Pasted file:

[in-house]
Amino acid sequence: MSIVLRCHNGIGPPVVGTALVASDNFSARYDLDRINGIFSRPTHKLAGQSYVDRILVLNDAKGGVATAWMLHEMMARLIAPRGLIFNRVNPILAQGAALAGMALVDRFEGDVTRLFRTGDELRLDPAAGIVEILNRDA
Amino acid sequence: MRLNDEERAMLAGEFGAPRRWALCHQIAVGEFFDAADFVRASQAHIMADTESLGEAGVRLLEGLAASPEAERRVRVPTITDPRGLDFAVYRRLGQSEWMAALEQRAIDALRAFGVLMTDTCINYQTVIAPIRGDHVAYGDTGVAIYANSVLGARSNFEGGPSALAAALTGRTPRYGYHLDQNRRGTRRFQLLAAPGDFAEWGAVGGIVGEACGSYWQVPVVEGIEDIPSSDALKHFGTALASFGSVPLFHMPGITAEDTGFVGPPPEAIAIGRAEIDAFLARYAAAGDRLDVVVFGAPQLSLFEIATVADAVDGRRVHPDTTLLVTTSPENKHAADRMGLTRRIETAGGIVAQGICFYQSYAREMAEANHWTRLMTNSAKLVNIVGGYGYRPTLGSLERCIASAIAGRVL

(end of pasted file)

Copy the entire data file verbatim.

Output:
[in-house]
Amino acid sequence: MSIVLRCHNGIGPPVVGTALVASDNFSARYDLDRINGIFSRPTHKLAGQSYVDRILVLNDAKGGVATAWMLHEMMARLIAPRGLIFNRVNPILAQGAALAGMALVDRFEGDVTRLFRTGDELRLDPAAGIVEILNRDA
Amino acid sequence: MRLNDEERAMLAGEFGAPRRWALCHQIAVGEFFDAADFVRASQAHIMADTESLGEAGVRLLEGLAASPEAERRVRVPTITDPRGLDFAVYRRLGQSEWMAALEQRAIDALRAFGVLMTDTCINYQTVIAPIRGDHVAYGDTGVAIYANSVLGARSNFEGGPSALAAALTGRTPRYGYHLDQNRRGTRRFQLLAAPGDFAEWGAVGGIVGEACGSYWQVPVVEGIEDIPSSDALKHFGTALASFGSVPLFHMPGITAEDTGFVGPPPEAIAIGRAEIDAFLARYAAAGDRLDVVVFGAPQLSLFEIATVADAVDGRRVHPDTTLLVTTSPENKHAADRMGLTRRIETAGGIVAQGICFYQSYAREMAEANHWTRLMTNSAKLVNIVGGYGYRPTLGSLERCIASAIAGRVL